GENERAL DIVISION 9.

Warnings of approaching storms. (a) The transmission of warnings. (6) The uniformity of signals employed.

GENERAL DIVISION 10.

Reporting, marking, and removing dangerous wrecks or obstructions to

navigation. (a) A uniform method of reporting and marking dangerous wrecks and derelicts.

(b) The division of the labor, cost, and responsibility among the sev. eral maritime nations, either by geographical apportionment or otherwise :

Of the removal of dangerous derelicts;

And of searching for doubtful dangers with a view of removing them from the charts.

GENERAL DIVISION 11.

Notice of dangers to navigation.

NOTICE OF CHANGES IN LIGHTS, BUOYS, AND OTHER DAY AND NIGHT

MARKS.

(a) A uniform method of taking bearings, of designating them (whether true or magnetic), and of reporting them.

(6) A uniform method of reporting, indicating, and exchanging in. formation by the several maritime nations, to include the form of notices to mariners.

(c) A uniform method of distributing this information.

GENERAL DIVISION 12.

A uniform system of buoys and beacons. (a) Uniformity in color of buoys. (b) Uniformity in numbering of buoys.

GENERAL DIVISION 13.

The establishment of a Permanent International Maritime Commission.

(a) The composition of the commission. (6) Its powers and authority.

PROPOSED GROUPING OF SUBJECTS FOR CONSIDERATION BY COMMIT

TEES OF THE INTERNATIONAL MARINE CONFERENCE.

1. Rules of the road and signals—General Divisions 1 and 8. 2. Saving of life and property from shipwreck by operations from shore

General Division 5, subdivision 2. 3. Construction and equipment of vessels, and saving of life and prop

erty from shipwreck at sea-General Divisions 2, 3, and 4, and

subdivision No. 1 of 5. 4. Qualifications of officers and seamen-General Division 6. 5. Steam lanes-General Division 7. 6. Official inquiries into shipwrecks and other casualties-General Di.

vision 5, subdivision No. 3. 7. Transmission of warnings and information, buoys, etc.-General Di.

visions 9, 10, 11, and 12. 8. Permanent Maritime Commission-General Division 13. All of which is respectfully submitted.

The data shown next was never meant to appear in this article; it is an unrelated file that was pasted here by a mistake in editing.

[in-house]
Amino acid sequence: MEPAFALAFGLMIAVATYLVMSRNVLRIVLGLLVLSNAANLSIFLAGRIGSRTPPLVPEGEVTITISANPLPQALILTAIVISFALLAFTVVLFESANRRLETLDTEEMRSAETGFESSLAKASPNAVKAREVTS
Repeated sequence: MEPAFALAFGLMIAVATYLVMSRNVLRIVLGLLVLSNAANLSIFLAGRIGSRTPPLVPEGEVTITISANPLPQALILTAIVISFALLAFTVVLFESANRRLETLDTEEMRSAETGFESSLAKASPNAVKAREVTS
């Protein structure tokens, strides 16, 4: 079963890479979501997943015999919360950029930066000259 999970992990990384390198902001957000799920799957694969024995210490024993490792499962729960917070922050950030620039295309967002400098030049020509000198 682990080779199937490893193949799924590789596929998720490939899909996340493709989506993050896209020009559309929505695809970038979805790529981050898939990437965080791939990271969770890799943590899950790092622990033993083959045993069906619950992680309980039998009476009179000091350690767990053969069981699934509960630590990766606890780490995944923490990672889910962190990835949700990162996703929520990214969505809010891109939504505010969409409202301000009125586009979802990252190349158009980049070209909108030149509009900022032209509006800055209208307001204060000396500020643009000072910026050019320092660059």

S. R. FRANKLIN,

Rear-Admiral.
W. T. SAMPSON,
Commander, United States Navy.

S. I. KIMBALL,
General Superintendent Life-Saving Service.
JAS. W. NORCROSS,

Master Mariner.
JOHN W. SHACKFORD,

Master, Merchant Marine. WILLIAM W. GOODRICH,

Counselor at Law.

ANNEX VII.

LIST OF GOVERNMENTS PARTICIPATING IN THE INTERNATIONAL MARINE CONFERENCE, TOGETHER WITH THE NAMES OF THE

DELEGATES BY WHOM THEY WERE REPRESENTED.

Austria-Hungary:

Baron de Spaun, Rear-Admiral Imperial Royal Navy.
Lieutenant Anton Sanchez de la Cerda, Aid-de-Camp and Secre-

tary. Belgium :

Mr. Theobald Verbrugghe. Brazil:

Captain Joaquim Antonio Cordovil Maurity, Brazilian Navy.

Captain Luiz Felippe de Saldanha da Gama, Brazilian Navy. Chili :

Rear-Admiral Oscar Viel, Chilian Navy.

Lieutenant Ricarilo Beaugency, Chilian Navy.
China :

Captain A. M. Bisbee, Coast Inspector, Custom-House.
Commander Chen Ngen Tao, Imperial Chinese Navy.

Lieutenant Chia Ni Hsi, Imperial Chinese Navy.
Costa Rica :

Don Manuel Aragon. Denmark:

Mr. Kammerherre Garde.

Mr. A. Schneider, Tonnage and Registry Department, Copenhagen.
France:
Captain E. Richard, Naval Attaché, French Embassy London,

England.
Captain Henri Lanneluc, Vice President of the Geographical Soci-

ety of Bordeaux.
Mr. Henri Vetillart, Engineer in Chief of Bridges and Roads.
Mr. Charles Ribiere, Engineer of the First Class.
Mr. George Denis Weil, Judge of the Tribunal of the First

Instance of the Seine.